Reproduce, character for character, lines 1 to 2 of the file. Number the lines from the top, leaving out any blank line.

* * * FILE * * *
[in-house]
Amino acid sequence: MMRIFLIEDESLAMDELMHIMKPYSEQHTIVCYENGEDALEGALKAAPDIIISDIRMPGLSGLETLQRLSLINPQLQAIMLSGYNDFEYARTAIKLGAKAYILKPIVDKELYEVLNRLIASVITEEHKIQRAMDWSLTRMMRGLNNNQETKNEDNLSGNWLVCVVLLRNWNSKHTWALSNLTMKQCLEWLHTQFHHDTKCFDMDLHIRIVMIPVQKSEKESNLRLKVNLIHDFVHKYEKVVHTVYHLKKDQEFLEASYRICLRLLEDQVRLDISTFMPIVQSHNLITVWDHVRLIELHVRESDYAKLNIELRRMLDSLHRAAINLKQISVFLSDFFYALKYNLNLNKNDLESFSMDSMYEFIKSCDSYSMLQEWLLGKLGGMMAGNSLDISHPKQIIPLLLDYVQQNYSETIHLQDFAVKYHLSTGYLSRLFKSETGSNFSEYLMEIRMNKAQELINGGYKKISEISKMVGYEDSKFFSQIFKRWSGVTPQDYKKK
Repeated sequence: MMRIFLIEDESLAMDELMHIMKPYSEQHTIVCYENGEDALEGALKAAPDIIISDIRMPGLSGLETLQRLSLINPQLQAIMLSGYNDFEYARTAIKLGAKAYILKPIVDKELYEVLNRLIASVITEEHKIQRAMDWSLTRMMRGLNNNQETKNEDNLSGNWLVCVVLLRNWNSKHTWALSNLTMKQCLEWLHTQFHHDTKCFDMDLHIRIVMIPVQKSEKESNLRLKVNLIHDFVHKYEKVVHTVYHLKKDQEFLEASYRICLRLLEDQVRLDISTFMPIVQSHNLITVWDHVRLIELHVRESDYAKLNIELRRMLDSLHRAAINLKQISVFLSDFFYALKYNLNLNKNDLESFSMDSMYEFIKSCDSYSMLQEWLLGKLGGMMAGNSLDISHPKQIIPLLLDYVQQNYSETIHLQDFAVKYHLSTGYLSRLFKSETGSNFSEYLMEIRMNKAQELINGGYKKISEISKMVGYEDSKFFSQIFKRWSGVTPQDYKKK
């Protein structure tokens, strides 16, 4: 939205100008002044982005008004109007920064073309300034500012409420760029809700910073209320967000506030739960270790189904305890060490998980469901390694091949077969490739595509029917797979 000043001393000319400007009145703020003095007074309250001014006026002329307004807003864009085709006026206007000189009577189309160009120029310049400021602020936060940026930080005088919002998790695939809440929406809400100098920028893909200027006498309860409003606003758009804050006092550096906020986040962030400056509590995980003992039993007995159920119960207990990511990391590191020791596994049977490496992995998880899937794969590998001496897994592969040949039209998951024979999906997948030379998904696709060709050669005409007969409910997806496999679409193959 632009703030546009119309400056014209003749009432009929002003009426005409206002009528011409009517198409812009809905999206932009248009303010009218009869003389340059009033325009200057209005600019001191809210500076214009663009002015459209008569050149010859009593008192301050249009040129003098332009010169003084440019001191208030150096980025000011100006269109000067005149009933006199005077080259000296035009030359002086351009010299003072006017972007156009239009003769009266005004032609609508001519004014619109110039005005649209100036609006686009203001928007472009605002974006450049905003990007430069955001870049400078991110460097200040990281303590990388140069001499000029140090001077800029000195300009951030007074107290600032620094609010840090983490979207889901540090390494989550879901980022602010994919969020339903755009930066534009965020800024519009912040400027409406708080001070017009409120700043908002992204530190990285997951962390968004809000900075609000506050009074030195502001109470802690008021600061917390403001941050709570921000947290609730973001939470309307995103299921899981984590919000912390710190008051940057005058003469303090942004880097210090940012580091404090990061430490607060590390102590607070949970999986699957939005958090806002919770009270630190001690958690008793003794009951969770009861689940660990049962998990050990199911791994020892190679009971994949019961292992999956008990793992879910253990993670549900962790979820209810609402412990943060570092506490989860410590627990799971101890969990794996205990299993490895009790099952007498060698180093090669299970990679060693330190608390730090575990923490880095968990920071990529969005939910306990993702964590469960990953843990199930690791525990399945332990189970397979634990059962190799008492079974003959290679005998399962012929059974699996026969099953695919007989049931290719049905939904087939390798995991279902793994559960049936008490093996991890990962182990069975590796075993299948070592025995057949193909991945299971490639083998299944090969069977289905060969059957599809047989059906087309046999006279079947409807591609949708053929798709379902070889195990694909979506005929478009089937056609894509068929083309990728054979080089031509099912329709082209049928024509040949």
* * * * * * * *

[in-house]
Amino acid sequence: MMRIFLIEDESLAMDELMHIMKPYSEQHTIVCYENGEDALEGALKAAPDIIISDIRMPGLSGLETLQRLSLINPQLQAIMLSGYNDFEYARTAIKLGAKAYILKPIVDKELYEVLNRLIASVITEEHKIQRAMDWSLTRMMRGLNNNQETKNEDNLSGNWLVCVVLLRNWNSKHTWALSNLTMKQCLEWLHTQFHHDTKCFDMDLHIRIVMIPVQKSEKESNLRLKVNLIHDFVHKYEKVVHTVYHLKKDQEFLEASYRICLRLLEDQVRLDISTFMPIVQSHNLITVWDHVRLIELHVRESDYAKLNIELRRMLDSLHRAAINLKQISVFLSDFFYALKYNLNLNKNDLESFSMDSMYEFIKSCDSYSMLQEWLLGKLGGMMAGNSLDISHPKQIIPLLLDYVQQNYSETIHLQDFAVKYHLSTGYLSRLFKSETGSNFSEYLMEIRMNKAQELINGGYKKISEISKMVGYEDSKFFSQIFKRWSGVTPQDYKKK